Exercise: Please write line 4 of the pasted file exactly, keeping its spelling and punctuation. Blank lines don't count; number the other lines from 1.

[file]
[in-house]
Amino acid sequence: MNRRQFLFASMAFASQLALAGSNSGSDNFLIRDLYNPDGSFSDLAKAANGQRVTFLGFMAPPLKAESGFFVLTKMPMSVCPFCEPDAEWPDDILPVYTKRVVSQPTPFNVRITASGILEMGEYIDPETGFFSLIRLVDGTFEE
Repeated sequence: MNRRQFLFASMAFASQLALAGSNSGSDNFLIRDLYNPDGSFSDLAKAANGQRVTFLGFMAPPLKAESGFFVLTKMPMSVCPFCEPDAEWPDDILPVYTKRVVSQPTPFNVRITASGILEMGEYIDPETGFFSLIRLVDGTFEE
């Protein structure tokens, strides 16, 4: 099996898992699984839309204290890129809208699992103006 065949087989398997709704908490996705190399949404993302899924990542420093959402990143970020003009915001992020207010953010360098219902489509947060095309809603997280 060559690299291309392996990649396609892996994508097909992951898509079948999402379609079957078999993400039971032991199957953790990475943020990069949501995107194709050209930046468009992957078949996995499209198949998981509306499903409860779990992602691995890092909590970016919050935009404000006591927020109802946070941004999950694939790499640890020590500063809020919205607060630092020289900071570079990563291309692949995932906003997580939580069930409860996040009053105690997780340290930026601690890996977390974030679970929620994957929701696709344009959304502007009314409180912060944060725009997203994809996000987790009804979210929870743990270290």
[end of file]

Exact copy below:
């Protein structure tokens, strides 16, 4: 099996898992699984839309204290890129809208699992103006 065949087989398997709704908490996705190399949404993302899924990542420093959402990143970020003009915001992020207010953010360098219902489509947060095309809603997280 060559690299291309392996990649396609892996994508097909992951898509079948999402379609079957078999993400039971032991199957953790990475943020990069949501995107194709050209930046468009992957078949996995499209198949998981509306499903409860779990992602691995890092909590970016919050935009404000006591927020109802946070941004999950694939790499640890020590500063809020919205607060630092020289900071570079990563291309692949995932906003997580939580069930409860996040009053105690997780340290930026601690890996977390974030679970929620994957929701696709344009959304502007009314409180912060944060725009997203994809996000987790009804979210929870743990270290």